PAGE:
Euclase

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Although euclase can resemble beryl in its appearance, that is where the comparison ends. Unlike beryl, euclase contains water, has a monoclinic crystal system and a higher specific gravity. It is only occasionally that its well-formed crystals have sufficient clarity to be cut as gemstones. Crystals are commonly prismatic, can be long or short and are striated. Because of their rarity, gems with good clarity command premium prices. Most material is colorless to pale blue or pale green, but colors can range from blue to blue-green, green, yellow, white, colorless, and, rarely, purple.

Euclase Polished
Euclase Classification
Common Name Euclase
Species Euclase
Euclase Optical Properties
Transparency Transparent
Dispersion Strength: Weak Fire Value: 0.016
Refractive Index 1.652-1.671
Tolerance:(+0.006/-0.002)
Birefringence 0.019- 0.020
Optic Character Biaxial
Optic Sign Positive
Polariscope Reaction Doubly Refractive (DR)
Fluorescence SWUV: inert to weak pale yellow
LWUV: inert to weak red
Pleochroism Trichroic, unobservable or weak, colorless, yellowish green, and blue-green
Euclase Characteristic Physical Properties
Hardness 7.5
Streak White
Specific Gravity 3.000-3.120 Typical:3.080
Toughness Poor
Inclusions Euclase can contain quartz and fluid inclusions. Red or blue plate like inclusions and dark gray metallic inclusions of bravoite are possible. Colorless stones or pale yellow stones might have blue-green color zoning.
Luster Vitreous
Fracture Conchoidal
Cleavage Perfect, in one direction, Good, in two directions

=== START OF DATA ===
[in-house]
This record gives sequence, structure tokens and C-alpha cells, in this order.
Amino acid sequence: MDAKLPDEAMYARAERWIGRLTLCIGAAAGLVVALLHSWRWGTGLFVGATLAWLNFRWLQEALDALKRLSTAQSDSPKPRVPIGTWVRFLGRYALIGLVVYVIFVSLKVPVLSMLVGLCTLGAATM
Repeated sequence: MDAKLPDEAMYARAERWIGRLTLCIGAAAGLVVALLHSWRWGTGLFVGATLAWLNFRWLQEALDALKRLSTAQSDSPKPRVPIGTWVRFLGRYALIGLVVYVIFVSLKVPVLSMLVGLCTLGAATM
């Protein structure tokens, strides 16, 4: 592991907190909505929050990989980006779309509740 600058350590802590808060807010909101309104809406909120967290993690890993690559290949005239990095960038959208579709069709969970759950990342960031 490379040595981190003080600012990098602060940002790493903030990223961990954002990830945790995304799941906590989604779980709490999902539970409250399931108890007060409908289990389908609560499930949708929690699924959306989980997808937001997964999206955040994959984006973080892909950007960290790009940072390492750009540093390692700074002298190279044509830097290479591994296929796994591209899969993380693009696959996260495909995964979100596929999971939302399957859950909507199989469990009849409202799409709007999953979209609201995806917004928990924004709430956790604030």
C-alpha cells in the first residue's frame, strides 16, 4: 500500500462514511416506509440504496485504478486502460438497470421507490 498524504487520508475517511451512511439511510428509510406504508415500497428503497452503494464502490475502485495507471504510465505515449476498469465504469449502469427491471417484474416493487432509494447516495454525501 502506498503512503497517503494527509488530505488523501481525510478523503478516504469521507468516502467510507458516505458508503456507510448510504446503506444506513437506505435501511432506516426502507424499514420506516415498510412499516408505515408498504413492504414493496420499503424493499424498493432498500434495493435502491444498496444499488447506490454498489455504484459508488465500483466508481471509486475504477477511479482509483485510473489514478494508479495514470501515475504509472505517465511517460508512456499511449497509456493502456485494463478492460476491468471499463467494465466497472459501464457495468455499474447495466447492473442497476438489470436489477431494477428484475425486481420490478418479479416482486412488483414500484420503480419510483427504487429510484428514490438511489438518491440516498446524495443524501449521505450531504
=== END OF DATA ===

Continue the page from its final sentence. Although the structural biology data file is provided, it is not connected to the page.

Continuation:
Euclase Chemistry & Crystallography
Chemical Name beryllium aluminum silicate hydroxide
Chemical Formula BeAlSiO4OH
Crystal System Monoclinic
Chemistry Classification Silicate

Euclase Colors

  • Blue Euclase Blue
  • Yellow Euclase Yellow
  • Green Euclase Green
  • Colorless Euclase Colorless
  • White Euclase White

Countries of Origin

Brazil

History

It's clear, sparkly, and a 7-1/2 on the Mohs scale. It comes in an array of compelling colors - from blue to blue-green, green, yellow, white, colorless, and, rarely, purple. This stone is extremely rare, and it breaks easily. In fact, its name comes from the Greek words "eu and klasis" which together mean good fracture. All this makes it a great stone for collectors. Euclase can resemble beryl in its appearance, but in no other way are they related. Euclase contains water, has a monoclinic crystal system and a higher specific gravity than beryl. It is only occasionally that its well-formed crystals have enough clarity to be cut as gemstones.

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More About Euclase

In modern culture, many stones are ascribed metaphysical properties. There's no scientific evidence that stones have any powers except the power to please. Those who believe in the metaphysical call euclase the happiness stone and believe it can help them feel happy.

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Tim Matthews

Author

Tim Matthews

Tim Matthews is President and Chief Executive Officer of Jewelry Television® (JTV), as well as a member of the company's Board of Directors. He oversees and leads all aspects of the company's powerful omni-digital retail platform that uniquely specializes in fine jewelry and gemstones. His passion for business and gemstones has led him to become a recognized expert in the field of gemology. He is a life member of the Gemmological Association of Great Britain (Gem-A) and has earned Gem-A's highest degrees, the Gemmology (FGA) and Diamond (DGA) diplomas. He is also a Graduate Gemologist (GG) of the Gemological Institute of America (GIA) and has also completed GIA's Graduate Diplomas in Diamonds, Colored Stones and Pearls. Under his leadership, JTV has become the leader in the sourcing and selling of color gemstones and jewelry.

This page was created on June 27, 2014.

This page was last edited on October 24, 2019.